Amid gas supply challenges and financial outlook, power supply across the country remained stranded over the weekend as measures by the Federal Government to improve national grid supply failed to have any impact.

Checks on national grid data posted by the Independent System Operator showed that as at 3pm yesterday only 16 of the nation’s power plants were generating to the grid at 3,530.33 Mega Watts with Nigeria’s largest power plant, Egbin Power completely off the grid.

The biggest generators were Azura-Edo IPP (420MW), Kainji Hydro (415MW) and Shiroro Hydro (275.73MW).

Gas suppliers have so far refused government entreaties to increase supply to power plants citing a debt of over $1.3 billion for past supplies.

The government had at the beginning of the year agreed to pay electricity subsidies of N1.6 trillion in 2024 to the Nigerian Electricity Supply Industry, NESI, but a budget provision of just N450 billion.

The Minister of Power, Chief Adebayo Adelabu last week confirmed that no payment has been made for the month of January, compounding the liquidity challenge facing the industry.

The Minister noted “The persistent liquidity issues coming from inappropriate tariff regime, poor collections and inadequate funding of government subsidies leading to huge debts owed to the transmission, generation and gas supply companies.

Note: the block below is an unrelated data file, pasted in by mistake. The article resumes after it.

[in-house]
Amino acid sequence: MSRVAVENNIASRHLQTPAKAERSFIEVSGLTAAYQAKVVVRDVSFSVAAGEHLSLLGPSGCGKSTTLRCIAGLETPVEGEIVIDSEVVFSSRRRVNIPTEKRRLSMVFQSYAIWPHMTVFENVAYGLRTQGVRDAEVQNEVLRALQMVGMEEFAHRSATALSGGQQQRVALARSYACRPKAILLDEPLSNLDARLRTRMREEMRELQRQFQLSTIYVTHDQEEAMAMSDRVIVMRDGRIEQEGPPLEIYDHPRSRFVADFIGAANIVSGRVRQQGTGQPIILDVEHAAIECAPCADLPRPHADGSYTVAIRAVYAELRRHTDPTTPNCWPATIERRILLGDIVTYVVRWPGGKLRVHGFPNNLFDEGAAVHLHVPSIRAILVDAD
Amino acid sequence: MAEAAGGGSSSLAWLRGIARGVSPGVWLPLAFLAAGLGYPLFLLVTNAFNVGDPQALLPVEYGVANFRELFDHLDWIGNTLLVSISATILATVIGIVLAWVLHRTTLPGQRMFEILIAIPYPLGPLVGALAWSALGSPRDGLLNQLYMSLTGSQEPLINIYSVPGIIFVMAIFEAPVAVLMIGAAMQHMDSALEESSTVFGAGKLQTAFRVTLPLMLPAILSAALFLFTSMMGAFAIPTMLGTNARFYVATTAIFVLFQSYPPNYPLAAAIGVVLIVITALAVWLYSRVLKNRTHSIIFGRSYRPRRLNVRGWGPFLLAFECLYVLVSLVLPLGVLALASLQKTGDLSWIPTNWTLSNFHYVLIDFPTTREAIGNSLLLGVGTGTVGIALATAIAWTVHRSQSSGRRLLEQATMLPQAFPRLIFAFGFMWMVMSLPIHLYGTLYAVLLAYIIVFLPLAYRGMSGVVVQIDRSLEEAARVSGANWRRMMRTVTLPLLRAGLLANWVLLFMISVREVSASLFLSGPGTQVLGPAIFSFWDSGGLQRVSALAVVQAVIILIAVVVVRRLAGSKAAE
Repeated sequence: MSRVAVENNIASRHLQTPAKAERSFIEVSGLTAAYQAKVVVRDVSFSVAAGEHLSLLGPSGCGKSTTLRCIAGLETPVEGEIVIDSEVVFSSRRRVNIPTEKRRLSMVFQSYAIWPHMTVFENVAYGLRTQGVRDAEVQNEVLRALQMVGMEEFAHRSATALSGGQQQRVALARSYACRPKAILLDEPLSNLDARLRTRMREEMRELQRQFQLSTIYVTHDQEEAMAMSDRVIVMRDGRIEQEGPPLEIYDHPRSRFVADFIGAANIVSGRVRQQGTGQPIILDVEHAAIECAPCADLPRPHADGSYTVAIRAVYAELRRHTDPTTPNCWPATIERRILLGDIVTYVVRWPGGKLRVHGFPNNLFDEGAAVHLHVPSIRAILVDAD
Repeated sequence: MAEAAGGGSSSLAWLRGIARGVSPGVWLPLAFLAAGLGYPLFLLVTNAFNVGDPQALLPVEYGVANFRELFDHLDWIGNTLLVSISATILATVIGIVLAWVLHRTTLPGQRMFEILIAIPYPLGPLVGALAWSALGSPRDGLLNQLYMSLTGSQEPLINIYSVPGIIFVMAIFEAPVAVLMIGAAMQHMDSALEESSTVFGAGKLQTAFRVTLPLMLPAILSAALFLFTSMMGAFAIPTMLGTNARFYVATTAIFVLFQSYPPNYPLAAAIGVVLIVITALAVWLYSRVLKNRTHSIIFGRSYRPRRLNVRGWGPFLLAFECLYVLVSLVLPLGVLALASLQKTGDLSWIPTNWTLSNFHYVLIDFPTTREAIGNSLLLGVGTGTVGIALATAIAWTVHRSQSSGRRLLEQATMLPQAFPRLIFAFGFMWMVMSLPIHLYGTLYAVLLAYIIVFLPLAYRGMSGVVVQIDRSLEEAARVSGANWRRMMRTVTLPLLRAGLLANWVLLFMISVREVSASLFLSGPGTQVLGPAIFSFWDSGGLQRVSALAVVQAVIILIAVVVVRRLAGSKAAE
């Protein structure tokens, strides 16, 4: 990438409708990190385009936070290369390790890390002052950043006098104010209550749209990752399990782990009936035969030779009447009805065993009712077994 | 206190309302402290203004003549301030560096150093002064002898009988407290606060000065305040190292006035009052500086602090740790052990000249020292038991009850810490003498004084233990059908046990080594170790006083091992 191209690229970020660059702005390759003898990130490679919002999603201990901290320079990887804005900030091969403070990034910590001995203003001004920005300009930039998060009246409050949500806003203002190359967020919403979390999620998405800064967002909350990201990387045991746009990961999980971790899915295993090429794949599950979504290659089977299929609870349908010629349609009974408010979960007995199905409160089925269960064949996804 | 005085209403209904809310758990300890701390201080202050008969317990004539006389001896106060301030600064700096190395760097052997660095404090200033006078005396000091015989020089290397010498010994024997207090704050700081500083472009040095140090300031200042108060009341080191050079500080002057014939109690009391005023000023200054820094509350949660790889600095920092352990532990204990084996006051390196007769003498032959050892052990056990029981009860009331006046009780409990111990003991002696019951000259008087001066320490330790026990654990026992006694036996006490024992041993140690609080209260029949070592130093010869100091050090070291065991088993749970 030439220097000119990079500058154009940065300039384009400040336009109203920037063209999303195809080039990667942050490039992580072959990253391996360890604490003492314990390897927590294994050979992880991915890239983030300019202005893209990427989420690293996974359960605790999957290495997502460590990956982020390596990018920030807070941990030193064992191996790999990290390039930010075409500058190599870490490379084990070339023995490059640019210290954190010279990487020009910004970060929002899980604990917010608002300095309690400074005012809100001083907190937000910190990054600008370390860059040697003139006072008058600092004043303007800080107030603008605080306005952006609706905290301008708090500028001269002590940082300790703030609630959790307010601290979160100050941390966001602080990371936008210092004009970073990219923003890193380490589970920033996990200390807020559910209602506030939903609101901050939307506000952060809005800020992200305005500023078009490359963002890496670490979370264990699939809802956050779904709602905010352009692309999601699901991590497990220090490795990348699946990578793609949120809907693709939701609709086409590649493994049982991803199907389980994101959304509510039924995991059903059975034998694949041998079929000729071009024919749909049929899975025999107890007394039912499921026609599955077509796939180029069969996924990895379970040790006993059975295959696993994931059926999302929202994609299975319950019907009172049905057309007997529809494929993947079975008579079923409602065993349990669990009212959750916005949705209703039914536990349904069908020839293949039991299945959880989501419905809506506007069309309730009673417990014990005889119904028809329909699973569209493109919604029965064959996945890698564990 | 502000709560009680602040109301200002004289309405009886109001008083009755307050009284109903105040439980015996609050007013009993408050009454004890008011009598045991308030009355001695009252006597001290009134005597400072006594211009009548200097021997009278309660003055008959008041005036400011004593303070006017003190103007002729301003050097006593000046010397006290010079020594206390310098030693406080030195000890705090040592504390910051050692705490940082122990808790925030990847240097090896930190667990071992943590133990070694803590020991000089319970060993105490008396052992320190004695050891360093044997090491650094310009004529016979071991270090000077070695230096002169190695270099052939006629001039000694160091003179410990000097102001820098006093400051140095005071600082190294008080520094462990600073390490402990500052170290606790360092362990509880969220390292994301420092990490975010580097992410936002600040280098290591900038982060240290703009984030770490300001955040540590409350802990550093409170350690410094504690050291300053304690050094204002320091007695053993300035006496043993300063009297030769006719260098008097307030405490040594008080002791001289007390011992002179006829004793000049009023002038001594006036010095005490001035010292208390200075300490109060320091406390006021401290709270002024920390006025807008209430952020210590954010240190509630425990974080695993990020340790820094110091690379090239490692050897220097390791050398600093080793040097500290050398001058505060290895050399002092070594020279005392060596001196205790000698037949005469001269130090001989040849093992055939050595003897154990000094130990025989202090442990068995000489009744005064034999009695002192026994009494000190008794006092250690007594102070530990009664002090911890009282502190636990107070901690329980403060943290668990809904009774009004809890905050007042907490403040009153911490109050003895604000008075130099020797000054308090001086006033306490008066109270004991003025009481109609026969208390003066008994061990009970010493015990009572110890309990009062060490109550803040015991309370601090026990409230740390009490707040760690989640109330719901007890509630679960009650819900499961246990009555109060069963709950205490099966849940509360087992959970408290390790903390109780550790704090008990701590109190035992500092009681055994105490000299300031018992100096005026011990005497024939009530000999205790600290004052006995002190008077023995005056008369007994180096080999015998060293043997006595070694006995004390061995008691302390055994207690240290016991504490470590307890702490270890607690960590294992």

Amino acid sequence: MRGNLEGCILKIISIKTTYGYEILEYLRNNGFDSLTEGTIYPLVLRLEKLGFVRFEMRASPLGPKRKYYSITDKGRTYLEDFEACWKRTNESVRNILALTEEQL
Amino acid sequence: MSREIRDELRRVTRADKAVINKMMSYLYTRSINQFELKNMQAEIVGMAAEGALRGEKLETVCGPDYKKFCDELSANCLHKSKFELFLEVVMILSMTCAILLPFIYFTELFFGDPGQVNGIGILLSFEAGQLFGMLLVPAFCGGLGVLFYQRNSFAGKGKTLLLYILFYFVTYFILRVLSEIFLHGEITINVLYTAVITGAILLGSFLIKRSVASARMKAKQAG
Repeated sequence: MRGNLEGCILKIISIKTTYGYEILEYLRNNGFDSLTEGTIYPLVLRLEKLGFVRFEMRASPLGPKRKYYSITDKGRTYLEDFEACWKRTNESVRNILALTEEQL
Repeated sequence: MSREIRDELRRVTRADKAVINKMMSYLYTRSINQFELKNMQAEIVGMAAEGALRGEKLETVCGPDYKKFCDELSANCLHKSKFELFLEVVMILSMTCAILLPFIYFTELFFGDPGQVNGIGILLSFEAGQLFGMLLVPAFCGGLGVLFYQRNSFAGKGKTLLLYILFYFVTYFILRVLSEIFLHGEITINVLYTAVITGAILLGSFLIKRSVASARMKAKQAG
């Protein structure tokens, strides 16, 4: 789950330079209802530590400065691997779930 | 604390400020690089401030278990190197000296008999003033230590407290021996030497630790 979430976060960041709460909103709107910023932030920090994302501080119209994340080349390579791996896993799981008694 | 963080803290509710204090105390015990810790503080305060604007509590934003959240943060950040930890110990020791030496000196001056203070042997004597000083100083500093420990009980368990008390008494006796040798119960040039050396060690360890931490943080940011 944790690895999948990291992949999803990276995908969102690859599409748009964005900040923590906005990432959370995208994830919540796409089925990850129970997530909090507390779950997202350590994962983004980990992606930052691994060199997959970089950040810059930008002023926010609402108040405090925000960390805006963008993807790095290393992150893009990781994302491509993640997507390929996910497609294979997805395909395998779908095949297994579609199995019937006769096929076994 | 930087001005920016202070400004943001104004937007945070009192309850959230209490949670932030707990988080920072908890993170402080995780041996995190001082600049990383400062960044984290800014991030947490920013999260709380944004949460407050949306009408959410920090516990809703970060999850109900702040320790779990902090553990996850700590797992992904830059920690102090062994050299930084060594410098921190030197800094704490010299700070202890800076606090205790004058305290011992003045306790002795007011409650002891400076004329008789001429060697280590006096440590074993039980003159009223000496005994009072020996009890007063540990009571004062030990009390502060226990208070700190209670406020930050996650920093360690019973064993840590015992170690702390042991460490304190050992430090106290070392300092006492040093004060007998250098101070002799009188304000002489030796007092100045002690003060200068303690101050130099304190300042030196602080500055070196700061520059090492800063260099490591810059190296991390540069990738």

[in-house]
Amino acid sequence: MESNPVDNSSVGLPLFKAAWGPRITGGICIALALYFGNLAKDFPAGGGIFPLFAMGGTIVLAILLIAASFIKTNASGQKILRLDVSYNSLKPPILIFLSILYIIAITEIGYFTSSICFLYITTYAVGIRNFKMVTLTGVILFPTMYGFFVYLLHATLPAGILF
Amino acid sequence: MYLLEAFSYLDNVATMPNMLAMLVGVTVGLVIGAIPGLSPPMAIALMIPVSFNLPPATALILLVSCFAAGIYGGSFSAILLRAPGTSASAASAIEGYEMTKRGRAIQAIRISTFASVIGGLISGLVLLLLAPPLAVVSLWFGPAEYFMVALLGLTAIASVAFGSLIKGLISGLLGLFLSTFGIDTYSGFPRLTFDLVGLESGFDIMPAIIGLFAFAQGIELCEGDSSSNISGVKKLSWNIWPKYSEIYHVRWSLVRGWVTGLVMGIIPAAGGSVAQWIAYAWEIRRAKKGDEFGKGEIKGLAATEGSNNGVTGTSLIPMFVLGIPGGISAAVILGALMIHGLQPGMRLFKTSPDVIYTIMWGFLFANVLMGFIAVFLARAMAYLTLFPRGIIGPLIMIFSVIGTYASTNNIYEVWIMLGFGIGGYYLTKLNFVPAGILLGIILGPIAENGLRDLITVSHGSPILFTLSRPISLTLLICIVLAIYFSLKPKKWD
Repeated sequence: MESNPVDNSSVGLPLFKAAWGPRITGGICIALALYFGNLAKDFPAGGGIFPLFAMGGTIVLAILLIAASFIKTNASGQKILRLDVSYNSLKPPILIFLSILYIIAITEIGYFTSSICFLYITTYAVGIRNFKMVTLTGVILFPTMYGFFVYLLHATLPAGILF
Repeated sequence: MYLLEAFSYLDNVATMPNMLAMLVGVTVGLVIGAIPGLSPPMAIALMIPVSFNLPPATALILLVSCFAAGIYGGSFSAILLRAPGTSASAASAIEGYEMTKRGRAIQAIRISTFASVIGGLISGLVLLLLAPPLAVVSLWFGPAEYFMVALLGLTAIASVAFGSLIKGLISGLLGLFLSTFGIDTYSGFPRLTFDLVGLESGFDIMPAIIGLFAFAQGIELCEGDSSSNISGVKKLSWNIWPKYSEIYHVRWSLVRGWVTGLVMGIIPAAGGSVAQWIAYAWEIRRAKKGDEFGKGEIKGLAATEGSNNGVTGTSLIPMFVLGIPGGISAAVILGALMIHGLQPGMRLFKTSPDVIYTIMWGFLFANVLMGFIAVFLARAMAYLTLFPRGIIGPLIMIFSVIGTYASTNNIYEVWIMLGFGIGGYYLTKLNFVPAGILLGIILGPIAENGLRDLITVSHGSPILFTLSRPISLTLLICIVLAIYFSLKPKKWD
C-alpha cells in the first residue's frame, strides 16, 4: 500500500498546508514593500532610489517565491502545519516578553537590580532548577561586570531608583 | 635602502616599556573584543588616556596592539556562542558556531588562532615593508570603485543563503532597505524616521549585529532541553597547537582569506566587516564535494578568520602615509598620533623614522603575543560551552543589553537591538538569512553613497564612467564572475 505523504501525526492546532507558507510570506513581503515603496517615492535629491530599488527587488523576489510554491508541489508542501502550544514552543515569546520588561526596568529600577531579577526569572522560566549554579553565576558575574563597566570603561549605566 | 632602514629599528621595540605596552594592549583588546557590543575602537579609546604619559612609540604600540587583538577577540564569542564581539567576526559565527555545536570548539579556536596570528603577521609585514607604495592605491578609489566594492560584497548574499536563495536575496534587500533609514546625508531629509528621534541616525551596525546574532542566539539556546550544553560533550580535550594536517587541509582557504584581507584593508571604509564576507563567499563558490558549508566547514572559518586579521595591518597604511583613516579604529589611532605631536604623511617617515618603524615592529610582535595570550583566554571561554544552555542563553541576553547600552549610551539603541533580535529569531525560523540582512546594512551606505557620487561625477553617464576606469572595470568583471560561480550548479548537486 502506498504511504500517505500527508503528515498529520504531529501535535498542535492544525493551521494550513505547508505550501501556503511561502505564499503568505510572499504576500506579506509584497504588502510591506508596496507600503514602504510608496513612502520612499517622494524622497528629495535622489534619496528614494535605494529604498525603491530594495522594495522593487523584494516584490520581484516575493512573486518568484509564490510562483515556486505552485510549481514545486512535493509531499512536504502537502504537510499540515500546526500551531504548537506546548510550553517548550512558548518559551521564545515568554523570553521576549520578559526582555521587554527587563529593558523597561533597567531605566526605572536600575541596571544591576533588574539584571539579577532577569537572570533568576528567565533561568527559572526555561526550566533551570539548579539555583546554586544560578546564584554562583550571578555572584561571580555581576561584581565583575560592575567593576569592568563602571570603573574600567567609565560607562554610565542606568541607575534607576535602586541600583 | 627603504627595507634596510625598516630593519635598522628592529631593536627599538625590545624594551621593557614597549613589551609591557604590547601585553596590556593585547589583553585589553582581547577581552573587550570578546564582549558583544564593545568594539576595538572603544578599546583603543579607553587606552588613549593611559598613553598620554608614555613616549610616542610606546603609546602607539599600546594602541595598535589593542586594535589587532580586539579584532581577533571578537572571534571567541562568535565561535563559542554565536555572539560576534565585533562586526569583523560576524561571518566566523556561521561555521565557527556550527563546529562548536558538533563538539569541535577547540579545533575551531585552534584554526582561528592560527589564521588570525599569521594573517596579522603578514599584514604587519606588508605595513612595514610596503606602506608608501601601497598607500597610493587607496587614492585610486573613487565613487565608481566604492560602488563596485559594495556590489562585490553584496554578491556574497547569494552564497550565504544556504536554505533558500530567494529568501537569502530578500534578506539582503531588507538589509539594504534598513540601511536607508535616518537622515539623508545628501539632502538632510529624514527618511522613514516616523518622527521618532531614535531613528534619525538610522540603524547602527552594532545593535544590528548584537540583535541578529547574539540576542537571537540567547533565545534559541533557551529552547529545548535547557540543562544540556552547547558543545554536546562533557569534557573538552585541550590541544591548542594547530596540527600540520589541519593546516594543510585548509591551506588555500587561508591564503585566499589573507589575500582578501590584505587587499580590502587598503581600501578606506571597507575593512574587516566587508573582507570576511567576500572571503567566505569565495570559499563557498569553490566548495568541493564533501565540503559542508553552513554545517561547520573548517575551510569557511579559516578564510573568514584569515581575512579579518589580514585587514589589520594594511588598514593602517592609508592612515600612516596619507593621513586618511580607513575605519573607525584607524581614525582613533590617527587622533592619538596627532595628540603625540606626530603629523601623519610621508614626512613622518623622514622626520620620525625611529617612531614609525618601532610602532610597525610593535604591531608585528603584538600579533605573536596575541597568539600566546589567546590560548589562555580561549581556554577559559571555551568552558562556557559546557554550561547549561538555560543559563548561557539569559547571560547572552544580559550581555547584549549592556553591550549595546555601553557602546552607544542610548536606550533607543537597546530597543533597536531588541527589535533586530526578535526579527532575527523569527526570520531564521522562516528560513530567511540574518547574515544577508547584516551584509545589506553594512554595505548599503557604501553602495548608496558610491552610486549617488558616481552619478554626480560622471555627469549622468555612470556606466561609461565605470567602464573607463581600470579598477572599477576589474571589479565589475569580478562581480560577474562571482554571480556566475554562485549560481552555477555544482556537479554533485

“This has restricted investments required for sustaining supply flow, capacity expansion and infrastructural improvements. It has also not only discouraged lending to the sector by financial institutions as the sectoral activities are not bankable, but has also made the sector unattractive to new investors”.

He added that some of the solutions being considered by the government include “settlement of existing sectoral outstanding debt obligations to the gas supply and power generation companies using partly cash payment and guaranteed debt instruments. N1.3 trillion is current debts to the GenCos and $1.3 billion legacy debts to the GenCos.

Following the drop in supply, electricity distribution companies, DisCos moved to pacify consumers, assuring them of improved services soon.

Abuja Electricity Distribution Company, AEDC, in a statement said: “We would like to inform you that we are aware of the unstable power supply experienced in recent times essentially caused by insufficient power allocation to us.

“This has constrained us to implement load curtailment directives across our franchise to manage the situation for grid stability. This will involve occasional temporary interruption of power supply to certain areas for a limited period. We understand the inconvenience this may cause and sincerely apologize for this disruption. We are working diligently to minimize the impact of these outages”.

Also, Ibadan Electricity Distribution Company, IBEDC, informed its customers that “the drop in electricity supply currently being experienced is due to generation shortfall as a result of gas shortage to the generating companies.

“We are working with stakeholders in the electricity value chain on a sustainable resolution. We sincerely apologize for the inconvenience and appeal for your understanding”, it added.

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